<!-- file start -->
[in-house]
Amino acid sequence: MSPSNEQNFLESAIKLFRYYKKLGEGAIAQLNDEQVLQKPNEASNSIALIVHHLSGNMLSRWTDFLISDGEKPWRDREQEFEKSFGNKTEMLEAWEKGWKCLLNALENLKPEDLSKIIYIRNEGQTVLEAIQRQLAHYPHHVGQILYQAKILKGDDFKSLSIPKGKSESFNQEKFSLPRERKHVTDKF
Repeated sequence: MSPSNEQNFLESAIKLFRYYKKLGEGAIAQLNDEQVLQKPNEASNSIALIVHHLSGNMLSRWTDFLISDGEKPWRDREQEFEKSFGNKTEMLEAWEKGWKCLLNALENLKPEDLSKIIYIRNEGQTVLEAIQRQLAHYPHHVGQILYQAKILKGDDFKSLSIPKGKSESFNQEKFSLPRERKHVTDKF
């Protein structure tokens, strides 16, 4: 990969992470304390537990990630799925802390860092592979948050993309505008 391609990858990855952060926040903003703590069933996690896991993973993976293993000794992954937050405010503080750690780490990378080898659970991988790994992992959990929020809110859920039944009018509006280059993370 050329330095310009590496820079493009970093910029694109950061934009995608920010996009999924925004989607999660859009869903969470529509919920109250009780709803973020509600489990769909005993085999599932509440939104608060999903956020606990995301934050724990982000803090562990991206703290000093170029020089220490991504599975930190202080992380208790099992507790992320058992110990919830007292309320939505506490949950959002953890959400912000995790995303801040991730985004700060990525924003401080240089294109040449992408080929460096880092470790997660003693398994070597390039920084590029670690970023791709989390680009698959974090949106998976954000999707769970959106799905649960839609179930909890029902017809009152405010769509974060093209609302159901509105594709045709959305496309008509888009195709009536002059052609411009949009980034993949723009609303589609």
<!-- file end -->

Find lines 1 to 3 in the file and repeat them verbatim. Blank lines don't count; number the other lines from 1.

[in-house]
Amino acid sequence: MSPSNEQNFLESAIKLFRYYKKLGEGAIAQLNDEQVLQKPNEASNSIALIVHHLSGNMLSRWTDFLISDGEKPWRDREQEFEKSFGNKTEMLEAWEKGWKCLLNALENLKPEDLSKIIYIRNEGQTVLEAIQRQLAHYPHHVGQILYQAKILKGDDFKSLSIPKGKSESFNQEKFSLPRERKHVTDKF
Repeated sequence: MSPSNEQNFLESAIKLFRYYKKLGEGAIAQLNDEQVLQKPNEASNSIALIVHHLSGNMLSRWTDFLISDGEKPWRDREQEFEKSFGNKTEMLEAWEKGWKCLLNALENLKPEDLSKIIYIRNEGQTVLEAIQRQLAHYPHHVGQILYQAKILKGDDFKSLSIPKGKSESFNQEKFSLPRERKHVTDKF